UJI researchers discover new way of finding BFRs in seafood

UJI researchers discover new way of finding BFRs in seafood

Across the world, fish have been severely affected by chemical pollutants for many years, as wastes are dumped continuously in oceans and rivers alike. Fish can then pick up pollutants they can never excrete, which remains in their bodies permanently amongst the fat. Not only does this effect the species themselves, these chemicals can reach kitchen tables if left unchecked. These fish go through detection across the world to better ensure safety as much as possible, but even this isn’t perfect. However, progress was made recently in ways of better monitoring these pollutant levels.

At the Univesitat Jaume I, (also often known as UJI), in Castello de la Plana, Spain, researchers discovered a new method to detect contaminant levels of seafood. With this, the health of seafood secured a major victory allowing for many different types of fish to benefit. Numerous toxic compounds from waste dumped into the waters are caught in this screening method allowing for better monitoring of the concentration levels through the use of atmospheric-pressure chemical ionization (or, APCI). Not only does this protect the consumer ensuring less contamination, but also allows for producers themselves to be examined clearly and closely for compliance to any given guidelines for environmental protection, as well as the protection of this food. The innovation of the process is more sensitive and gives exact screening through the use of APCI as opposed to traditional electron ionization (EI).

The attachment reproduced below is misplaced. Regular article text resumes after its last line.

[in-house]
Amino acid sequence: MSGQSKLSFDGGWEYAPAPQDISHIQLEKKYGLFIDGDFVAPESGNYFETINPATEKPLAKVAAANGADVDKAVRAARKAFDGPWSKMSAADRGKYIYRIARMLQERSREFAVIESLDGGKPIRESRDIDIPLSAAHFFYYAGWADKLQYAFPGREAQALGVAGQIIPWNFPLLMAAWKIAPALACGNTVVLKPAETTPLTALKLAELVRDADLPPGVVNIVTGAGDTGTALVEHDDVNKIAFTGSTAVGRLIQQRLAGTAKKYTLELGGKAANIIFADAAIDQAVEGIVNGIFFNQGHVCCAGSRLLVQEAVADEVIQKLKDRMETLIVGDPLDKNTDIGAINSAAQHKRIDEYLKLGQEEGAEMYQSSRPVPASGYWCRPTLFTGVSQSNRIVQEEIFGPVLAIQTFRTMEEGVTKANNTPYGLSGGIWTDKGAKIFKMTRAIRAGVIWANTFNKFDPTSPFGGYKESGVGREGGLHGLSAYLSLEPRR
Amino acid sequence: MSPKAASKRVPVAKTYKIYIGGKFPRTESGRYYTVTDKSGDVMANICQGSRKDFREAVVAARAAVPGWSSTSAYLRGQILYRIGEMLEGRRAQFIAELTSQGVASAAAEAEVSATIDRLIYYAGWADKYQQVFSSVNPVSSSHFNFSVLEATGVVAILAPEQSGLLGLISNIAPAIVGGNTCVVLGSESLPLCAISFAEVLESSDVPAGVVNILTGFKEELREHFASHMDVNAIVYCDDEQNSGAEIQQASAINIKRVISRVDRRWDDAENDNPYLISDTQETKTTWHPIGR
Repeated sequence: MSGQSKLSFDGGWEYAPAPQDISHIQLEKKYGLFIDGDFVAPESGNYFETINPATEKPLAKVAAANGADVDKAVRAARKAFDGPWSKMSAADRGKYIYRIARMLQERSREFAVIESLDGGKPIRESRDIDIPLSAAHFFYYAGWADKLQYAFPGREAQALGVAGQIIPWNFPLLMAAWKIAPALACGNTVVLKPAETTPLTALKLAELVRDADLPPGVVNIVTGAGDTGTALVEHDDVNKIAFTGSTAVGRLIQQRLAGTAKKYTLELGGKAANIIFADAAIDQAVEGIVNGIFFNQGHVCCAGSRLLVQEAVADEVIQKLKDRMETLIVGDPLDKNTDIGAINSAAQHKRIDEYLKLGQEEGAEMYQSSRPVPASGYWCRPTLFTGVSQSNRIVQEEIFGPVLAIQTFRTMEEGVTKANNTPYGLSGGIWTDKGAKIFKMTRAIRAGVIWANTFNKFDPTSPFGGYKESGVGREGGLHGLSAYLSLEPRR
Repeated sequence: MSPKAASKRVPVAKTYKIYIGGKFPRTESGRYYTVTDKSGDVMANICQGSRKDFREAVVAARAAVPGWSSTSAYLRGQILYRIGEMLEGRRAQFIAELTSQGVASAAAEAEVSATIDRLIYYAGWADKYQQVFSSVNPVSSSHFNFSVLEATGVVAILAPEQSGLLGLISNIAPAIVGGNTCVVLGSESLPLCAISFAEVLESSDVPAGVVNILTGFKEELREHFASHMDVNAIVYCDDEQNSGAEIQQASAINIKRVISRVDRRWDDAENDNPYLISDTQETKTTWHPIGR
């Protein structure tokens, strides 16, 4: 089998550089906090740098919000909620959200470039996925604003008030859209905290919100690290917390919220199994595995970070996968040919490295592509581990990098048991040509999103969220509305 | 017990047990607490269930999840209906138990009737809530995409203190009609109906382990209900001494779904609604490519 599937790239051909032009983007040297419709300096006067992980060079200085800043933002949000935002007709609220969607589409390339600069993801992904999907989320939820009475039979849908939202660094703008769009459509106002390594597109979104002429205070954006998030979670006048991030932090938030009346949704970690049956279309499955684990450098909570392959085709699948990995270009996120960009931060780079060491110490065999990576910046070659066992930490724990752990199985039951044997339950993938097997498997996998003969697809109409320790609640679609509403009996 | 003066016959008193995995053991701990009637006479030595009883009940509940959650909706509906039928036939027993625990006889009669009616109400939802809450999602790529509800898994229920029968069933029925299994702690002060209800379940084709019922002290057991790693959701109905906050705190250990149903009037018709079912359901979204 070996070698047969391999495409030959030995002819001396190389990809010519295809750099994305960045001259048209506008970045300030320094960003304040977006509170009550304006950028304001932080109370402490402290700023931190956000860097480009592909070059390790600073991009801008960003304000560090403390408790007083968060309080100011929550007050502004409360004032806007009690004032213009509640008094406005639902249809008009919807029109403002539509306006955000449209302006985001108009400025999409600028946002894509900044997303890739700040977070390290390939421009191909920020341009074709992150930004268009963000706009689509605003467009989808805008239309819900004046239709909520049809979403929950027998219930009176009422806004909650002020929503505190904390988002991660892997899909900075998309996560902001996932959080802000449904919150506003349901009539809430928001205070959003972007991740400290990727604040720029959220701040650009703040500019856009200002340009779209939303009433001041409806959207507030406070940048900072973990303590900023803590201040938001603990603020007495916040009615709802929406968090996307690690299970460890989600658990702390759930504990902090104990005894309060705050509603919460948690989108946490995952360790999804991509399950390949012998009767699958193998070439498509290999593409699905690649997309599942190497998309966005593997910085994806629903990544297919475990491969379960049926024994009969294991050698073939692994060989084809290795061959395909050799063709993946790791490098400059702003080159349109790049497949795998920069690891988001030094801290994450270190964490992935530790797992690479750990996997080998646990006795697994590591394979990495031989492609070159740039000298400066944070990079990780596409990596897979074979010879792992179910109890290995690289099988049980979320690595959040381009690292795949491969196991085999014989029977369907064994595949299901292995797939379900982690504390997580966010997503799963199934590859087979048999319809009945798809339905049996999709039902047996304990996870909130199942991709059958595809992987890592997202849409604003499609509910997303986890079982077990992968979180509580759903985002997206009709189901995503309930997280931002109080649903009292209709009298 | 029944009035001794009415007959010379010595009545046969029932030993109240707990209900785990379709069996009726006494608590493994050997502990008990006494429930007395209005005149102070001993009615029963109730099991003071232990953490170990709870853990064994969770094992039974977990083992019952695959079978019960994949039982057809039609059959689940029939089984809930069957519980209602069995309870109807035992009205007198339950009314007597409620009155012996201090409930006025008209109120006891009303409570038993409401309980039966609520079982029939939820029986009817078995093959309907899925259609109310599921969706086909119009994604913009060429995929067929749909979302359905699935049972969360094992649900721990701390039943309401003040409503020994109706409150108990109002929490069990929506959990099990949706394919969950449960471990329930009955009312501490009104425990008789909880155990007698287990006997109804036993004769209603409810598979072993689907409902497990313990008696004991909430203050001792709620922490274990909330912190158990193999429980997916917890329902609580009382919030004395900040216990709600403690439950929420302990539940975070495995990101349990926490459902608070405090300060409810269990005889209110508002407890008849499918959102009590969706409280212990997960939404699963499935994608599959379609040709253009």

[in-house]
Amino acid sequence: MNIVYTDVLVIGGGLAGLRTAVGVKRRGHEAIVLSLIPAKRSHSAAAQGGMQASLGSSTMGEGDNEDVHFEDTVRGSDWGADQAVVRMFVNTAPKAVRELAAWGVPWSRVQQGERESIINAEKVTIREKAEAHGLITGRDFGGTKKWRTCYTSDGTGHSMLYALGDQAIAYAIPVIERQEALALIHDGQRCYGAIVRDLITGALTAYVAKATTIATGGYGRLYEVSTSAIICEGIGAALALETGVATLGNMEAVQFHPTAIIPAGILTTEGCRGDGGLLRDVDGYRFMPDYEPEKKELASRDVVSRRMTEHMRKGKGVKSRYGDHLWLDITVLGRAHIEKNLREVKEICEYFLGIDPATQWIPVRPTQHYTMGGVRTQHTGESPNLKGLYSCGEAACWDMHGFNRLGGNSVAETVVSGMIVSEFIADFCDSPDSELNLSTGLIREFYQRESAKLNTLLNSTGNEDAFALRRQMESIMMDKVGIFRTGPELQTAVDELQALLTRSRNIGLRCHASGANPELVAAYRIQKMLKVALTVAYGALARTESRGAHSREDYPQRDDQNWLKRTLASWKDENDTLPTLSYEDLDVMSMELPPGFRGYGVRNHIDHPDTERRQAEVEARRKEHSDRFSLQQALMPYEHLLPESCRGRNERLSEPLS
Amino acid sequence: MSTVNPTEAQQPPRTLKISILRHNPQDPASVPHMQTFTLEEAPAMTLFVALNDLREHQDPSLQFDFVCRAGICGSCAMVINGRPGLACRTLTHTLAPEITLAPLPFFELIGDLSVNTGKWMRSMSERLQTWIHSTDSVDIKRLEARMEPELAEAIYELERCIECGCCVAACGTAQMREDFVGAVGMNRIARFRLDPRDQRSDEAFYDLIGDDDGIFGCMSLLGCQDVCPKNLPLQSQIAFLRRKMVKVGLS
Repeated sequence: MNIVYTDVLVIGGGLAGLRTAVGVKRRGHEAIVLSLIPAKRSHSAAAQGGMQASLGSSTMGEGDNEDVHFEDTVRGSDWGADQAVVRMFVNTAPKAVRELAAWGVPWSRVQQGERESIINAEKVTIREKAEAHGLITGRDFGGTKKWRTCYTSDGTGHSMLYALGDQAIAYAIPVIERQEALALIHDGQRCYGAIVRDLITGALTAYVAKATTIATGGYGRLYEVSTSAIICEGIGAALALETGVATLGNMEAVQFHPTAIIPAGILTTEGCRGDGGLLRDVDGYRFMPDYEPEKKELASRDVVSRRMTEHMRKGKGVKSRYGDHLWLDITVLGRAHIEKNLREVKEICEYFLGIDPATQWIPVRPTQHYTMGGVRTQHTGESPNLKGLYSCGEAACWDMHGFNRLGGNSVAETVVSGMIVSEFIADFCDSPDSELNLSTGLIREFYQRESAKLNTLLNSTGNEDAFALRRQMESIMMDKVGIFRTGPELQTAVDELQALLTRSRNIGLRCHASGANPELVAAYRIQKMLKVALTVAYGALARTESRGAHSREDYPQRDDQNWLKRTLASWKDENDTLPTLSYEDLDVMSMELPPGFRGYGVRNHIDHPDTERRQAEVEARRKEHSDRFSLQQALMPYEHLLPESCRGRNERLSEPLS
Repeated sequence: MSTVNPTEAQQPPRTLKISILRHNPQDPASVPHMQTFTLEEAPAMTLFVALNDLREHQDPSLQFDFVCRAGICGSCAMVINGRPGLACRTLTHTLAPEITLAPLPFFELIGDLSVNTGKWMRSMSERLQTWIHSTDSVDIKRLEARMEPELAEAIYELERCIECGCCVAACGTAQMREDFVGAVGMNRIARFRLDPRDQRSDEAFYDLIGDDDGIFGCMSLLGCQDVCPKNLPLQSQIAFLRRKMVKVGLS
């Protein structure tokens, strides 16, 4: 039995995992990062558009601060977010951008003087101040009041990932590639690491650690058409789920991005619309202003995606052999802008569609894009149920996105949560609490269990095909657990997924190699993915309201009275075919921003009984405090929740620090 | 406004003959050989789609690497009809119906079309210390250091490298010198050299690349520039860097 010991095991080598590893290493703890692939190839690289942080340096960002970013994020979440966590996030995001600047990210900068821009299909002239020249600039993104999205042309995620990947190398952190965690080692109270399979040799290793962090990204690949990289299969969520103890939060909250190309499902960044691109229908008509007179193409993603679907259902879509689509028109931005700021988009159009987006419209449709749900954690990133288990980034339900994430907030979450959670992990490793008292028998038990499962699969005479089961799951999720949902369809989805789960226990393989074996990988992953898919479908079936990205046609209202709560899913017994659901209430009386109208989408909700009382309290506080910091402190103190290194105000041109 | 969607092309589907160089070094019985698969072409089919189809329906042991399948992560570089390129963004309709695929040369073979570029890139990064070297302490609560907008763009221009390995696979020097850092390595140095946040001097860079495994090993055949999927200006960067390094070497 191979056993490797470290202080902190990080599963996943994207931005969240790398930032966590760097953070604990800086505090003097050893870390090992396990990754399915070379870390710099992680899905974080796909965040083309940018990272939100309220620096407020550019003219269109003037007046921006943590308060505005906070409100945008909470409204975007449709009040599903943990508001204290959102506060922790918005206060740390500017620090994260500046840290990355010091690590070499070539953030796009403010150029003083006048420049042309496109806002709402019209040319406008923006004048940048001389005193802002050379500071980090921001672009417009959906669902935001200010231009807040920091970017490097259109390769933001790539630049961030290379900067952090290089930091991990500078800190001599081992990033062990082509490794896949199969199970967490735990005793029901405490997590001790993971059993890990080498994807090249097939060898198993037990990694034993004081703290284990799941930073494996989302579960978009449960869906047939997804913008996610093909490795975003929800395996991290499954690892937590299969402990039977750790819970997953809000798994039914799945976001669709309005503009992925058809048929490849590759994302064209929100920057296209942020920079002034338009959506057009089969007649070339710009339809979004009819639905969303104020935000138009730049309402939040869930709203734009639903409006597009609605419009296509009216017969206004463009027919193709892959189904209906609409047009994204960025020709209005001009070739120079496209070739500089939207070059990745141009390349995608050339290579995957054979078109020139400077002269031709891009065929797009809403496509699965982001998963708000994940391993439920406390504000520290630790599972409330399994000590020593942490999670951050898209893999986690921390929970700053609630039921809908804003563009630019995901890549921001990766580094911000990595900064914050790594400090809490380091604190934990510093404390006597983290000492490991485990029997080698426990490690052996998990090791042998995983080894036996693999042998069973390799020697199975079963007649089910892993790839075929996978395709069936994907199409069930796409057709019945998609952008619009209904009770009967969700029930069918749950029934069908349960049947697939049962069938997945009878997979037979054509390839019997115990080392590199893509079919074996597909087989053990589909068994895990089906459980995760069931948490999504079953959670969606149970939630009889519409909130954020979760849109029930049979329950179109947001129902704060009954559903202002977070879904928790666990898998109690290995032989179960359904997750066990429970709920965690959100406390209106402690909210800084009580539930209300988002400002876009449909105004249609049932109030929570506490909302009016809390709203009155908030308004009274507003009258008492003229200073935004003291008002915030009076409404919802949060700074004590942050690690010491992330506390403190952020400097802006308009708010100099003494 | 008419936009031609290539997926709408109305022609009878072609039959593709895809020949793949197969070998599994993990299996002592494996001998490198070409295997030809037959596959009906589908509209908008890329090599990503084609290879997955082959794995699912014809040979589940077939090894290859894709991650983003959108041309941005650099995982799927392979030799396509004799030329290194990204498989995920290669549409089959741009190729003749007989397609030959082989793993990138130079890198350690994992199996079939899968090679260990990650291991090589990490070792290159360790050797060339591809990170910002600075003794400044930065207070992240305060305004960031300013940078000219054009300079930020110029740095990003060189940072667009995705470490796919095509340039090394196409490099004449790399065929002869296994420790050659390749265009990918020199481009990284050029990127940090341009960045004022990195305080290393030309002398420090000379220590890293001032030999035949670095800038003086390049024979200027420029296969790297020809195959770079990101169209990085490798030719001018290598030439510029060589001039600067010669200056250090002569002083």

While this is good news, this still leaves much to be worked towards in regards to the actual pollutant practices. As strong as we can make detection, the ability to reduce this waste is far more important and is still in desperate need of correcting. 

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